At this meeting, my colleagues and I will be discussing implementation of the foreign supplier verification program (FSVP) final rule, which places new responsibility on importers to ensure the safety of the food they import. This responsibility includes ensuring and verifying that their foreign suppliers use processes and procedures that meet U.S. safety standards. The result is that importers’ private verification efforts will help ensure the public health. At the same time, they are accountable to FDA.

FSVP is the regulatory linchpin of FSMA’s historic paradigm‎ shift for imported food from reaction at the border to accountability for prevention at the point of production. But Congress recognized that FSVP alone is not enough. FSMA also mandates that FDA conduct more foreign inspections and work more closely with foreign governments to ensure the safety of imported food.

‎So‎ also gathering in Tubac are our regulatory colleagues from the two Mexican agencies responsible for produce safety on the farm (SENASICA) and after the produce leaves the farm (COFEPRIS).

In 2014, we formed the US -Mexico Produce Safety Partnership, through which we are collaborating with our Mexican colleagues – much the way we do with our state partners – on education and technical assistance, inspection and compliance, and response to outbreaks. We’ll be reviewing our progress and discussing our challenges in a partnership working group meeting and sharing our government perspectives with FPAA, which has formed its own working group to collaborate with the government effort.‎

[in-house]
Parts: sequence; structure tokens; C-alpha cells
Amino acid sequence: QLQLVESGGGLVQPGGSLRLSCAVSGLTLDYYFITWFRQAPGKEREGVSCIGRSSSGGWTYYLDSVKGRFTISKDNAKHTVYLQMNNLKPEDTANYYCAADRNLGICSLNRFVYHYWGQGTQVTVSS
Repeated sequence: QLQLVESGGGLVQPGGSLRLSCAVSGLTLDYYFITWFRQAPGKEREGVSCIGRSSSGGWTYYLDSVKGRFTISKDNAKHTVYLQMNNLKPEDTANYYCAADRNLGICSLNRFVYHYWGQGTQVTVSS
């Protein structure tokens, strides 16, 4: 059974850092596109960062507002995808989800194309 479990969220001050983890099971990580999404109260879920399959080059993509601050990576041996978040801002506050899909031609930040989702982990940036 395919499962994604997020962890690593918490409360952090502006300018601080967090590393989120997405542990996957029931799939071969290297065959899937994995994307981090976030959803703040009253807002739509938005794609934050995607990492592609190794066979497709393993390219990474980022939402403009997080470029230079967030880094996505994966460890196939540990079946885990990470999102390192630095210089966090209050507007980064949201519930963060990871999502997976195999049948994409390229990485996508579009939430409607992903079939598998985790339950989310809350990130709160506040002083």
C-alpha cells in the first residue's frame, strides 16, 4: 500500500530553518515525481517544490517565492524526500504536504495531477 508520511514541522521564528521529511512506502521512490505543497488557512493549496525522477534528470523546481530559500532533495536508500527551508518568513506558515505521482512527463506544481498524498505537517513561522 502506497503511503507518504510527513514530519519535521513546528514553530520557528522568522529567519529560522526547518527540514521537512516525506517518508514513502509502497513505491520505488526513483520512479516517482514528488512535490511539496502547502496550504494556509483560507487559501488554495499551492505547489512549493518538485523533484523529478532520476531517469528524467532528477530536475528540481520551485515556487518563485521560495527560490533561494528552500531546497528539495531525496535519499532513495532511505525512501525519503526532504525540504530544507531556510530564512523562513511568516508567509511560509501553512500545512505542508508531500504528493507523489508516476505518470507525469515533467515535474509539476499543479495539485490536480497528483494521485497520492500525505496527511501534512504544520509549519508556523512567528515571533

‎This degree of collaboration on food safety is unprecedented‎. But it is necessary because neither government nor industry alone can provide the level of verification FSMA envisions and consumers demand.

And it is possible because of the deep alignment of strategic interests ‎on food safety that exists among industry, government and consumers. We all have a huge stake in seeing that modern preventive practices are being used consistently to make produce safe. That is the foundation for real partnership. We all have different roles to play, but we all have the same goal.

‎That’s why we are gathering in Tubac. And, that’s why I’ll be traveling to Mexico City in April with Dr. Stephen Ostroff, my successor at FDA when I leave the agency in June, to work with our Mexican colleagues and the Mexican industry on FSMA implementation. That’s why we’re holding a public meeting in Washington today to discuss import safety with consumer, industry, and foreign stakeholders.

‎And it’s why hundreds of my FDA colleagues are working tirelessly with partners across the food system to prepare for FSMA implementation. I’m grateful for the opportunity I’ve had to work with so many people dedicated to food safety.  I think we are all fortunate that Steve Ostroff and other leaders across the food system have their hands on the helm.

And I am confident that we are on the way to success in fulfilling the FSMA vision, from the farms of Vermont and California to that line of trucks at Nogales.

Michael R. Taylor is FDA’s Deputy Commissioner for Foods and Veterinary Medicine